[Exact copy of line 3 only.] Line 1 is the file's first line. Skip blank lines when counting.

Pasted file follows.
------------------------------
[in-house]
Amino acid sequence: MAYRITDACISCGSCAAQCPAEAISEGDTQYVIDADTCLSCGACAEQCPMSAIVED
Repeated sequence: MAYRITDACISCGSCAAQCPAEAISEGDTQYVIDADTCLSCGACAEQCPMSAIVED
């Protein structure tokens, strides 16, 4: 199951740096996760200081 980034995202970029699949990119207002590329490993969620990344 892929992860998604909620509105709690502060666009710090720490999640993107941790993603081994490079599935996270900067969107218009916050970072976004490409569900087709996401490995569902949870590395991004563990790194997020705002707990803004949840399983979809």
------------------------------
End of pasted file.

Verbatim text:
Repeated sequence: MAYRITDACISCGSCAAQCPAEAISEGDTQYVIDADTCLSCGACAEQCPMSAIVED